Postcards from the past – Brickkiln Croft
It was confirmed today 31st May 2017, that The £55 million regeneration scheme for Westside in Wolverhampton will start in 2018.
This past 12 months, has seen Heantun House and the old indoor market knocked down to pave the way for the new development.
The overall project will cover land between Penn Road Island and Salop Street, including the current School Street and Peel Street car parks and the area around the new Market Square.
A new location – A new lease of life?
Now if you are a long standing old Wulfrunian like me. I am sure you will have a feeling of having already experienced this present situation before.
In my lifetime spent in the town of my birth, I have witnessed many clearances and re-builds some twice over as with this latest scheme.
I regret to say though, in my opinion, this latest development in Wolverhampton will prove the end of its Market which throughout the town’s recorded history, has been the very institution that oversaw its growth and prosperity and became the focal point around which the lives of its people have revolved.
Let me take you on a journey into the past some 700 odd years.
Once a premier Market Town
There is a reason to believe that a market was already in existence at “Wulfrun Heantun”, as the town was then known, in the year 1180.
But it was not until 1258 that marketing in Wolverhampton was put on a proper legal footing.
In that year at Westminster, King Henry the III granted a charter to Giles de Erdington, Dean of Wolverhampton, to hold a weekly market.
To take place each Wednesday and a yearly 8-days’ fair on the eve of the Apostles St Peter and St Paul, and the six days following.
Over the years the area designated for the Market Place was High Green and its nearby streets.
The Market moves on
Then In 1848 Wolverhampton was granted a Charter of Incorporation. as a Borough.
They quickly elected a Town Council who soon realised there was a need for a new General Market Hall.
This new Building to accommodate the many stallholders was erected on the West facing side of St Peter’s Church adjoining North Street and Cheapside and opened in March 1853.
In 1953 the Retail market celebrated its centenary, arguably the busiest place in town in those days on a Saturday.
But never the less, The Council who had for years harbored the idea of a Civic Centre on a site close to the church and the Town Hall, thought this spot was wasted on the market and would be an ideal location to build a more central local government area.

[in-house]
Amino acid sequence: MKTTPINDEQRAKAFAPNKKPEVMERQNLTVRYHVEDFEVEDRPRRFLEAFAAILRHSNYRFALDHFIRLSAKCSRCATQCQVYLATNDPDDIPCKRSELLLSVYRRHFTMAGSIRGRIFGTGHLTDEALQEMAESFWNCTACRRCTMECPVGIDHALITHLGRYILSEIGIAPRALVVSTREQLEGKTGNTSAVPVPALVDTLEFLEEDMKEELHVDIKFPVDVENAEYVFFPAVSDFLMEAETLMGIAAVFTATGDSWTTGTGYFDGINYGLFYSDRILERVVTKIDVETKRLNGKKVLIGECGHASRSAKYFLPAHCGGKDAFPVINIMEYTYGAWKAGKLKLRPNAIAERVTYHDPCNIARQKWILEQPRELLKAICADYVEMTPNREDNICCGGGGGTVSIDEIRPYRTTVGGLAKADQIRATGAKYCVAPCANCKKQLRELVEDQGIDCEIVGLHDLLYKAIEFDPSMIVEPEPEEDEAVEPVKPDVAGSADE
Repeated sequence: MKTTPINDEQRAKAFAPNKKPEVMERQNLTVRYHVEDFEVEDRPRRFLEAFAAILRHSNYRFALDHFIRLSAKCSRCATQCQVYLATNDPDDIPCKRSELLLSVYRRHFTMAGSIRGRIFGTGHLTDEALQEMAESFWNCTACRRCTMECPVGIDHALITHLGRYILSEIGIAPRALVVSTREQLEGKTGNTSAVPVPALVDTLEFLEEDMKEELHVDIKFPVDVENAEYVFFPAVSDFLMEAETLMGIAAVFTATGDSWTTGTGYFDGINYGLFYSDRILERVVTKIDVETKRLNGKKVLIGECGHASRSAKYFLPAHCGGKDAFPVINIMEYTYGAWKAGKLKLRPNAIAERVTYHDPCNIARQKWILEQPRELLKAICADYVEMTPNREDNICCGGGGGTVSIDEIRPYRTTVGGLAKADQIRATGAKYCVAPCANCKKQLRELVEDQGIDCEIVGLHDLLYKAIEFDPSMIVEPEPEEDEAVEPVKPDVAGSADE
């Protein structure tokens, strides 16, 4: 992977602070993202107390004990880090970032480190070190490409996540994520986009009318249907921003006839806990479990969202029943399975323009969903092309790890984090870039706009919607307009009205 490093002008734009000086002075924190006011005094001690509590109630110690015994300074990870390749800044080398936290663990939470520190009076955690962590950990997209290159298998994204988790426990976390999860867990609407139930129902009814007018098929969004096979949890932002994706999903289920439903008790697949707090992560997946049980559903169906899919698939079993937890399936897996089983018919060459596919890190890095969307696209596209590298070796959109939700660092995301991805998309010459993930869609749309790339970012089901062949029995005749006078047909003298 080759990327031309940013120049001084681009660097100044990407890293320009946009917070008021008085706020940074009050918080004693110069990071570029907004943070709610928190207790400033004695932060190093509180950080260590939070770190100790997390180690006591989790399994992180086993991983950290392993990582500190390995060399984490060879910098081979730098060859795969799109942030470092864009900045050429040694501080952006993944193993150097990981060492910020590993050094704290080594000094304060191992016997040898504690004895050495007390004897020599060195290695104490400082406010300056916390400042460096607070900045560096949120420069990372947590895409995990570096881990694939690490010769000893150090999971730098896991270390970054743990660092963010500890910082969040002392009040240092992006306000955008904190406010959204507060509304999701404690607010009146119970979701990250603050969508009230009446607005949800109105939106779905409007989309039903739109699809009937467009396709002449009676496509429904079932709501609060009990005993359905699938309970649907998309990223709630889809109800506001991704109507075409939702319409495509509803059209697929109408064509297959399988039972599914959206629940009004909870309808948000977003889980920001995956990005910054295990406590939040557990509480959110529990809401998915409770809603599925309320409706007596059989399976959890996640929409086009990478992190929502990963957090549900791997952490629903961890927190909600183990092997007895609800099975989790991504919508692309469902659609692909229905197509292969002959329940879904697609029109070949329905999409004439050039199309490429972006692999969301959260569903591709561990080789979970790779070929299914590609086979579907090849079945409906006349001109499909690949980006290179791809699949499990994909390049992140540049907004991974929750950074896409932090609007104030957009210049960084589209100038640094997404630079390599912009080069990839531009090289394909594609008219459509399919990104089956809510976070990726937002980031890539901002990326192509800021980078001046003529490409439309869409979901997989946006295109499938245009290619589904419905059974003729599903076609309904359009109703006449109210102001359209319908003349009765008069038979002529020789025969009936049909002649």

So they formed a Reconstruction Committee to consider the Towns future Development and they finally expressed the view that the 100-year-old, Market Hall, had “passed its useful structural life.
With the approval of this opinion by the Council, plans were made for a new Market Hall on a site known as Brickkiln Croft.
So in 1957, work began on the new Salop Street, School Street market. A development that would contain shops, offices, and both indoor and outside markets.
Unique in its day was the huge underground car park and storage facility, the one major improvement on the smelly rat infested vaults of the original market.
The new market was eventually completed and opened by Lord Morrison, in 1960, at a cost more than half a million pounds.
And in 1961 the old retail market in Cheapside was demolished.
Of all the buildings that have gone from my youth, I regret the loss of this grand Victorian edifice most.
So what about Brickkiln Croft
The West End
Looking down across the roof of the Odeon Cinema, Skinner Street, across Salop Street to Brickkiln Patch, long time home of Pat Collins Fair, and the site for numerous Travelling Circuses.
The West End Public House on the corner in Brickkiln Street seen in 1954.
Starts the run of small businesses at that time in Peel Street, that provide the backdrop to the former Brickkiln Croft.
The site was chosen for the erection of the new retail market.
This pictured large area of waste ground is the result of slum clearance’s in the late 1930’s
For many years it was full of small courts of terraced houses, bordered by Brickkiln Street, Peel Street, Bennetts’ Fold and Salop Street.
The corner showroom’s on the right belonged to George Lathe, a Motor Cycle dealer and well-known figure in the early pioneering days, of the motor bike in Wolverhampton.
In the foreground opposite, was until 1952 occupied by the Ragged School, a school opened in 1848, originally on a site in the Carribee Island district of Stafford street.
This school built in the first instance for the destitute, and taught by generous volunteers, moved to this site on the corner of Salop, and School Street, via another site in Princes Alley and survived for over 100yrs.
“Peel Street Monster”
This whole area would provide grim news in 1934. When – the Express & Star stated that Wolverhampton had become a town of terror.
The “Peel Street Monster” was roaming the Brick kiln Street area attacking children, and it had sprung up and attempted to bite the throat of one pursuer. It was eventually cornered and crushed with a brick.
Hundreds of people gathered in Salop Street to watch council workers, trying to verify if there were more of these creatures about.
The would-be monster was later identified as a coati-mundi, a raccoon type animal from South America, how it got to Wolverhampton is still a mystery.
Memories last longer than dreams…to be continued